Two neutrals on separate circuits connected to one outlet

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  #1  
Old 11-30-13, 04:05 PM
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Two neutrals on separate circuits connected to one outlet

I am replacing the wall outlet that my refrigerator uses, and I noticed something odd. I recently purchased my house, which is 35 years old. The outlet has a built-in surge protector, so it has dedicated line and load terminals.

This outlet appeared to have a dedicated circuit. When I switch off breaker #3 in the breaker panel, the refrigerator turns off, but all other outlets in the house remain on. A circuit tester also shows the outlet is off. However, I still received a shock when I touched one of the neutral (white) wires. When I shut off breaker #10, then the wire is dead. Breaker #10 also shuts off some other outlets in the kitchen.

There are two sets of wires in that outlet box. One set (set #1) is a white and a black wire. The other set (set #2) is a white, black, and red wire. The two black wires are capped together. The two white wires are connected to the outlet, and so is the red wire.

I believe that set #2 is the line, and set #1 is the load (connected to the other outlets in the kitchen). The white and black wires of set #2 are attached to breaker #10, and the red wire is attached to breaker #3.

I suspect that this outlet is miswired. I think the idea was to ensure that the fridge is on a dedicated circuit (#3), but is it really dedicated if it's "borrowing" the neutral from another circuit?

I have capped-off the red wire and kept breaker #3 off, and wired the black wires to the outlet instead. Is this acceptable? I think these are all 15A circuits, so I don't know if that's enough for the fridge.
 

Last edited by tabicat; 11-30-13 at 04:27 PM.
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  #2  
Old 11-30-13, 05:19 PM
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It is permissible for two circuits (each with hot and neutral) to be connected to the same duplex receptacle, one circuit to the top, the other circuit to the bottom. Here you need to bend and break off the tabs between the screws on both sides, hot (gold) and neutral (silver).

While the above might not describe the receptacle you have open, it is possible that the above does describe another outlet box somewhere else on one of the branch circuits in question and whoever made up that box did not break off the tabs as needed.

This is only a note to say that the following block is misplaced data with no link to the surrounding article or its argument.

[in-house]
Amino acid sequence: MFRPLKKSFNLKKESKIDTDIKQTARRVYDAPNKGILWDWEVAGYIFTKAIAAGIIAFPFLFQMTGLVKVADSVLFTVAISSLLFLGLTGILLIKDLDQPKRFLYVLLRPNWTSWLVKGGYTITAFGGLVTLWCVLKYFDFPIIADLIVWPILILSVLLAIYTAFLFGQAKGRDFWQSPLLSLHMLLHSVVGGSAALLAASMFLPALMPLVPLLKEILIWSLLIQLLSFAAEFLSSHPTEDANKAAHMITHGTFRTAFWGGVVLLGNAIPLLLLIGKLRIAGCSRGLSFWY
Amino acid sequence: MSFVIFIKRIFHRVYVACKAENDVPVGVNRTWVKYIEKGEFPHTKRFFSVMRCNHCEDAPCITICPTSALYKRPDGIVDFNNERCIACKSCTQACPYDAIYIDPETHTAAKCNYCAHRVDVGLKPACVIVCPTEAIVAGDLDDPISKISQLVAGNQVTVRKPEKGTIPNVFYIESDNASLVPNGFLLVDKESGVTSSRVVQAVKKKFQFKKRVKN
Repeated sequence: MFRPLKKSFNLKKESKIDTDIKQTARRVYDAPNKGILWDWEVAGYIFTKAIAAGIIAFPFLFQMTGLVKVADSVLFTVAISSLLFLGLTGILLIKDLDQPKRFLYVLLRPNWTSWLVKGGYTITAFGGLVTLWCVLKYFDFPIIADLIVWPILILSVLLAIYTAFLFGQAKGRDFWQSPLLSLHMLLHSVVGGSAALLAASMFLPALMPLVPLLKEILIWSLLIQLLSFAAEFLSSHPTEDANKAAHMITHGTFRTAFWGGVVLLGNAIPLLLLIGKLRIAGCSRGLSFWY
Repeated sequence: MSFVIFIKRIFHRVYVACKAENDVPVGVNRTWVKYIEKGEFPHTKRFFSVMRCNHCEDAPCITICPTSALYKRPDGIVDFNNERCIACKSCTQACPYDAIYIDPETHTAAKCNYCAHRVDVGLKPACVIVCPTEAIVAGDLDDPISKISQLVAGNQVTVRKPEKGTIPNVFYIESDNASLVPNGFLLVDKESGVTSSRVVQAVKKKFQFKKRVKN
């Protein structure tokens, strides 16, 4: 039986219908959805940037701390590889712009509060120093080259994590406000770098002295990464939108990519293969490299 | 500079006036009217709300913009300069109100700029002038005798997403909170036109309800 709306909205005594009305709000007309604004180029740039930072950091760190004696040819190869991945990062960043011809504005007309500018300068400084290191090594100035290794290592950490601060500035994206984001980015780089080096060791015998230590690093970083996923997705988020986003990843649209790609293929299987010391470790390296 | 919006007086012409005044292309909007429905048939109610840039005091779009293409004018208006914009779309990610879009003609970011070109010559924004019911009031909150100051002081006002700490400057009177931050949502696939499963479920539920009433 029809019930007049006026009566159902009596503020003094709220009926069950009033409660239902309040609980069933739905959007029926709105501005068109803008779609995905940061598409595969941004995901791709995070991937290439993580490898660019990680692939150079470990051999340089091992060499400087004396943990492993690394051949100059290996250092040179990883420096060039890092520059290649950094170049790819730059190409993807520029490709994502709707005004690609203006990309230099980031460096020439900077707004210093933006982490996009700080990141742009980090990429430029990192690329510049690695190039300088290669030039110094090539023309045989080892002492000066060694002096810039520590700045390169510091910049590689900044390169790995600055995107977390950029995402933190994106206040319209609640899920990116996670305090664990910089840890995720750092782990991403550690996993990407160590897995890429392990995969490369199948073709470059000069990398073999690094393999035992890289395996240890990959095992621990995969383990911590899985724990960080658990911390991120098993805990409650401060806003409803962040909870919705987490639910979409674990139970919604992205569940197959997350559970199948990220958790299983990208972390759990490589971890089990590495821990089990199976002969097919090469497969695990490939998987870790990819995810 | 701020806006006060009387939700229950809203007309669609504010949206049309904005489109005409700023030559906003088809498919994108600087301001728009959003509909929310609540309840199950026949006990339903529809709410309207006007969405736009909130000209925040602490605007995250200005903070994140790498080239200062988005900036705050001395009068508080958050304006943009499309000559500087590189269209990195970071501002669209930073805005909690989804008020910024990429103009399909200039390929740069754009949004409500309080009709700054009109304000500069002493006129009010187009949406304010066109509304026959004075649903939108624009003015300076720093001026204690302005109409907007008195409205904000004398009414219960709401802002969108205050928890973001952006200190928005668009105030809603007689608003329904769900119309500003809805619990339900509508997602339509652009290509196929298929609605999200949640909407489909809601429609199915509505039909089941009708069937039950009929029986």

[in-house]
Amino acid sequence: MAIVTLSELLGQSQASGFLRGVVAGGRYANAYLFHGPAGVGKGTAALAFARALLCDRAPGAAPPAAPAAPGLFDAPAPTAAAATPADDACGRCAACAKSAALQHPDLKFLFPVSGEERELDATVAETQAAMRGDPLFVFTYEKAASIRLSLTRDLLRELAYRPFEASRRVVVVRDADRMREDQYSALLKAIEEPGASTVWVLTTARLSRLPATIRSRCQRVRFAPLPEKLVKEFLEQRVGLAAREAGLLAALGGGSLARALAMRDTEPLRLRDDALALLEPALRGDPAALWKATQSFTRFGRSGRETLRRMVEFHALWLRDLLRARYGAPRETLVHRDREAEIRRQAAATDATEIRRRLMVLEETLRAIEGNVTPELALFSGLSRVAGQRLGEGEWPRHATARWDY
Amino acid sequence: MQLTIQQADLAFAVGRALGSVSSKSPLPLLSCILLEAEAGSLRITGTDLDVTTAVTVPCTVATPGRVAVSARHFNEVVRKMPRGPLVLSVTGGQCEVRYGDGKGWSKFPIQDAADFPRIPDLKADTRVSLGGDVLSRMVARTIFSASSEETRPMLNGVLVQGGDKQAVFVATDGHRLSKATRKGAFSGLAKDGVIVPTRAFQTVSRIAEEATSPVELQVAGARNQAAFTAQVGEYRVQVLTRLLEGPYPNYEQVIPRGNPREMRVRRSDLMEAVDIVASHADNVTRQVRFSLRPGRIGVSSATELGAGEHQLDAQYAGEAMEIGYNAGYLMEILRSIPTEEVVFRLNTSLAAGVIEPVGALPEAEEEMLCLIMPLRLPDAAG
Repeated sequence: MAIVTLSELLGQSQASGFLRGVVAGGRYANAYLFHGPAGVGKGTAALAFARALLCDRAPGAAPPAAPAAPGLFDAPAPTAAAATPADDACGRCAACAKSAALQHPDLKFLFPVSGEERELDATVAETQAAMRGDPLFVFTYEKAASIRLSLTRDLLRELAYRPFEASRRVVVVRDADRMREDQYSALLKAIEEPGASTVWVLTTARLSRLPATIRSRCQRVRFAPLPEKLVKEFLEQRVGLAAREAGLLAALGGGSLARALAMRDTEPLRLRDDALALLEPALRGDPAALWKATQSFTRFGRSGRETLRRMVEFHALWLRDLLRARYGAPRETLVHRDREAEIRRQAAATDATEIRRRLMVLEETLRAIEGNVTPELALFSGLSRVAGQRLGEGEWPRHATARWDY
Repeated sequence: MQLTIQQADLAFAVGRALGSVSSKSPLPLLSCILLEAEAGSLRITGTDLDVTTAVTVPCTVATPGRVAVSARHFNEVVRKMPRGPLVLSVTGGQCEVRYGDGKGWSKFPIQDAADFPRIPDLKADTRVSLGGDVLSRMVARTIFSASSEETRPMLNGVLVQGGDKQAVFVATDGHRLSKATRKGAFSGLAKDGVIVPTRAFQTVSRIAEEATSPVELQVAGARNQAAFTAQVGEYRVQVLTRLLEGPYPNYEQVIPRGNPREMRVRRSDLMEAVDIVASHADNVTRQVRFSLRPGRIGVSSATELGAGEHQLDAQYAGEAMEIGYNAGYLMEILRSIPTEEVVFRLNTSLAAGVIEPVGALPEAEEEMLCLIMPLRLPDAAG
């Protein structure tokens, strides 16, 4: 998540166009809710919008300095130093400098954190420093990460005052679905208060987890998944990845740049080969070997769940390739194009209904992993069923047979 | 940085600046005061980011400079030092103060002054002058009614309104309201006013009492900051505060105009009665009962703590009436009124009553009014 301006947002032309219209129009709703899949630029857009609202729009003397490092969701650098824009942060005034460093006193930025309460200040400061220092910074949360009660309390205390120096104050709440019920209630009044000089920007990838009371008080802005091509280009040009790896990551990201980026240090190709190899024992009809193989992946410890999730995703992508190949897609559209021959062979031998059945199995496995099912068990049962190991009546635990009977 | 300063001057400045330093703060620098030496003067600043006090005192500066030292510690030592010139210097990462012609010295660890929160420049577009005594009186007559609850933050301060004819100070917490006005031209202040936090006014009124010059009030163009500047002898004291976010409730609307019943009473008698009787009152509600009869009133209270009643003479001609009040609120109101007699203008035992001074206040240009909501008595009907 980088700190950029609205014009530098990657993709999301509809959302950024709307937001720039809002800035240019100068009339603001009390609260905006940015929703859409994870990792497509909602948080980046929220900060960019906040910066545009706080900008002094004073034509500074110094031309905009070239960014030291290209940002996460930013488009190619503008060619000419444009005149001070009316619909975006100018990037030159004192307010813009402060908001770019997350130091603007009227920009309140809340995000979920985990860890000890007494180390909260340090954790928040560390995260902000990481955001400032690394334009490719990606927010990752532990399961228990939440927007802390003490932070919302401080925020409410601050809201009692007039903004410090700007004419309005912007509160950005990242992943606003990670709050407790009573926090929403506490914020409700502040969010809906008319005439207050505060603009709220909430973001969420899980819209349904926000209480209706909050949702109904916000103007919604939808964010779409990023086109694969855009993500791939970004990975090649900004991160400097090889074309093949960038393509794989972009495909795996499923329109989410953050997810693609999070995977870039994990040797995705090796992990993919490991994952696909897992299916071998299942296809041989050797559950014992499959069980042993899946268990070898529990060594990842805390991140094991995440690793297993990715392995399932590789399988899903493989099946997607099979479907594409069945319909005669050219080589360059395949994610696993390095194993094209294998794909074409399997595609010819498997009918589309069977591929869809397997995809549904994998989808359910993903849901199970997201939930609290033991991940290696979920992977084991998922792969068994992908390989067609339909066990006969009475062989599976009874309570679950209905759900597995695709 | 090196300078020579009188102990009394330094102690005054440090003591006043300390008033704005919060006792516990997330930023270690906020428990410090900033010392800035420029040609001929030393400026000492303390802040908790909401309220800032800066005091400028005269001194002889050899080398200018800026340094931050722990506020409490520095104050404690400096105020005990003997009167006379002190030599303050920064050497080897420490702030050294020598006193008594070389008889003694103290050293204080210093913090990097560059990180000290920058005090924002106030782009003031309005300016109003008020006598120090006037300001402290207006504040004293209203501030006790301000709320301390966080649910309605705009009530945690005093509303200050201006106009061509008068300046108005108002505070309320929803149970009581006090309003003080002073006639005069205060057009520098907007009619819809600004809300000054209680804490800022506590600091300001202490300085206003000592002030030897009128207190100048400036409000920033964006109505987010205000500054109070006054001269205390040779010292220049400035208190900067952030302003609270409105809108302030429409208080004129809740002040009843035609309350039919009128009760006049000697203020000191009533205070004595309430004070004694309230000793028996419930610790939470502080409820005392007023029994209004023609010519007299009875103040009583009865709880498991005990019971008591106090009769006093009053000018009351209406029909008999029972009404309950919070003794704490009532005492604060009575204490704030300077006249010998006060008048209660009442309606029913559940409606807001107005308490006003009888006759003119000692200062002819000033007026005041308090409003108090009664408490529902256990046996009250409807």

Or maybe two wires in another outlet box are touching where they should not, due to careless putting of the receptacle or switch into the box.
 
  #3  
Old 11-30-13, 05:22 PM
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But the red (hot) wire does not have its own neutral wire. It uses the neutral wire from a different circuit. In order for the circuit to close, I would need to break the tab on the hot side, but leave it intact on the neutral side.
 
  #4  
Old 11-30-13, 05:26 PM
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You may have a "multiwire branch circuit" serving the refrigerator (red and shared white) and other things downstream (black and shared white). This is correct provided you measure 240 volts between red and black (and 120 volts between red and white and 120 volts between black and white.) It's considered "the same circuit" from the point of view of sharing the neutral.

But if this is the case there are still some errors although they may be grandfathered. (1) For the MWBC if the feed and continuing hot wires are tied together directly then the feed and continuing neutrals must also be tied together directly with a wire nut (with a short length aka pigtail going to the receptacle with unbroken neutral tab). (2) The breakers, preferably a side by side pair as a double wide unit, in the panel must have handles tied together which means slots #3 and #10 don't cut it.

The above two rules help prevent getting shocked in the manner you described, from a MWBC.

Getting shocked from an unhooked neutral typically means that the neutral in question is a load neutral (continues downstream) where somehow the hot wire for that circuit or subcircuit continuing downstream has not been de-energized and there is something downstream that is still plugged in and switched on.

Oh, by the way, actually borrowing the neutral from a different cable, even from the same branch circuit, is not correct.
 

Last edited by AllanJ; 11-30-13 at 06:07 PM.
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